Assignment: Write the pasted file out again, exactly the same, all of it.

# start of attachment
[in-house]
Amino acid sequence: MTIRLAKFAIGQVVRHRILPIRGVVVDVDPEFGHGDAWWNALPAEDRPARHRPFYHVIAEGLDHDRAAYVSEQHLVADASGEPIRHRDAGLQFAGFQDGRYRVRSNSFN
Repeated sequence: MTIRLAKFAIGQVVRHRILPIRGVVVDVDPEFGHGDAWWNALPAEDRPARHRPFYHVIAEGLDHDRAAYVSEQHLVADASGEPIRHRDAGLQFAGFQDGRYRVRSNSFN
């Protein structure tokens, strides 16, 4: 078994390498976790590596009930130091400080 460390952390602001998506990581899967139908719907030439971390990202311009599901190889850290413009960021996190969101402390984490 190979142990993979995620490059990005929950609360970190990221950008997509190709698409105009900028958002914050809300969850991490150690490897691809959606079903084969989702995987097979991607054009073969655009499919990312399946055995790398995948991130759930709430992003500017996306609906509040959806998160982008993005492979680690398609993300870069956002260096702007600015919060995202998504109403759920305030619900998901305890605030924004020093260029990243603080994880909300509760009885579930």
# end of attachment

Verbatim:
[in-house]
Amino acid sequence: MTIRLAKFAIGQVVRHRILPIRGVVVDVDPEFGHGDAWWNALPAEDRPARHRPFYHVIAEGLDHDRAAYVSEQHLVADASGEPIRHRDAGLQFAGFQDGRYRVRSNSFN
Repeated sequence: MTIRLAKFAIGQVVRHRILPIRGVVVDVDPEFGHGDAWWNALPAEDRPARHRPFYHVIAEGLDHDRAAYVSEQHLVADASGEPIRHRDAGLQFAGFQDGRYRVRSNSFN
């Protein structure tokens, strides 16, 4: 078994390498976790590596009930130091400080 460390952390602001998506990581899967139908719907030439971390990202311009599901190889850290413009960021996190969101402390984490 190979142990993979995620490059990005929950609360970190990221950008997509190709698409105009900028958002914050809300969850991490150690490897691809959606079903084969989702995987097979991607054009073969655009499919990312399946055995790398995948991130759930709430992003500017996306609906509040959806998160982008993005492979680690398609993300870069956002260096702007600015919060995202998504109403759920305030619900998901305890605030924004020093260029990243603080994880909300509760009885579930």